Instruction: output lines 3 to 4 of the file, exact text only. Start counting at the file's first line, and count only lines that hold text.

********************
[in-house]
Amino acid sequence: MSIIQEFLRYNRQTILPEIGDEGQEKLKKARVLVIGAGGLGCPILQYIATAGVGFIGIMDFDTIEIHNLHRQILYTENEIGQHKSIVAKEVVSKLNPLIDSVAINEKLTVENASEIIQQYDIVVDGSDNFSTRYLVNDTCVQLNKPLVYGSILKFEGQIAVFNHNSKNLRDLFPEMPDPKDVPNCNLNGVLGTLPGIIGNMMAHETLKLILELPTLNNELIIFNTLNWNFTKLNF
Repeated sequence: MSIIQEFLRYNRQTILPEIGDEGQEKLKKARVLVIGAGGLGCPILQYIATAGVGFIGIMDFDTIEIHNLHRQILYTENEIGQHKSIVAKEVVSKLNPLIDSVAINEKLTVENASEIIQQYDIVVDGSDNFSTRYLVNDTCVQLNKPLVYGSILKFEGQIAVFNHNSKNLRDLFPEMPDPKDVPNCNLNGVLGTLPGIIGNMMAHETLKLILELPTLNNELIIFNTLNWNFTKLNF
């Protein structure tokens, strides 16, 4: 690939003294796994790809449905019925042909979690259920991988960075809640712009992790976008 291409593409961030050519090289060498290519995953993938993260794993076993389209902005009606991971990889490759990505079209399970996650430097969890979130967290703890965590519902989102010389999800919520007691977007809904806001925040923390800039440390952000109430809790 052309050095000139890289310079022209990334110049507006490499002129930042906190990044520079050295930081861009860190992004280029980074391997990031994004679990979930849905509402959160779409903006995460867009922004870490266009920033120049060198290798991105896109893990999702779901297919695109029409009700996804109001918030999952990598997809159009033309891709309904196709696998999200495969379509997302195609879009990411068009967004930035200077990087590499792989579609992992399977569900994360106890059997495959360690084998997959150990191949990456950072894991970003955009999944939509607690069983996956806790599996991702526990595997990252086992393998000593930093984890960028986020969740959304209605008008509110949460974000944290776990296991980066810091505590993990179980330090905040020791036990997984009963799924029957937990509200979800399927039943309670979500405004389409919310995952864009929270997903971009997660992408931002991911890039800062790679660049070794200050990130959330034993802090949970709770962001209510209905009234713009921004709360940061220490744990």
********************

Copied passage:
Repeated sequence: MSIIQEFLRYNRQTILPEIGDEGQEKLKKARVLVIGAGGLGCPILQYIATAGVGFIGIMDFDTIEIHNLHRQILYTENEIGQHKSIVAKEVVSKLNPLIDSVAINEKLTVENASEIIQQYDIVVDGSDNFSTRYLVNDTCVQLNKPLVYGSILKFEGQIAVFNHNSKNLRDLFPEMPDPKDVPNCNLNGVLGTLPGIIGNMMAHETLKLILELPTLNNELIIFNTLNWNFTKLNF
């Protein structure tokens, strides 16, 4: 690939003294796994790809449905019925042909979690259920991988960075809640712009992790976008 291409593409961030050519090289060498290519995953993938993260794993076993389209902005009606991971990889490759990505079209399970996650430097969890979130967290703890965590519902989102010389999800919520007691977007809904806001925040923390800039440390952000109430809790 052309050095000139890289310079022209990334110049507006490499002129930042906190990044520079050295930081861009860190992004280029980074391997990031994004679990979930849905509402959160779409903006995460867009922004870490266009920033120049060198290798991105896109893990999702779901297919695109029409009700996804109001918030999952990598997809159009033309891709309904196709696998999200495969379509997302195609879009990411068009967004930035200077990087590499792989579609992992399977569900994360106890059997495959360690084998997959150990191949990456950072894991970003955009999944939509607690069983996956806790599996991702526990595997990252086992393998000593930093984890960028986020969740959304209605008008509110949460974000944290776990296991980066810091505590993990179980330090905040020791036990997984009963799924029957937990509200979800399927039943309670979500405004389409919310995952864009929270997903971009997660992408931002991911890039800062790679660049070794200050990130959330034993802090949970709770962001209510209905009234713009921004709360940061220490744990």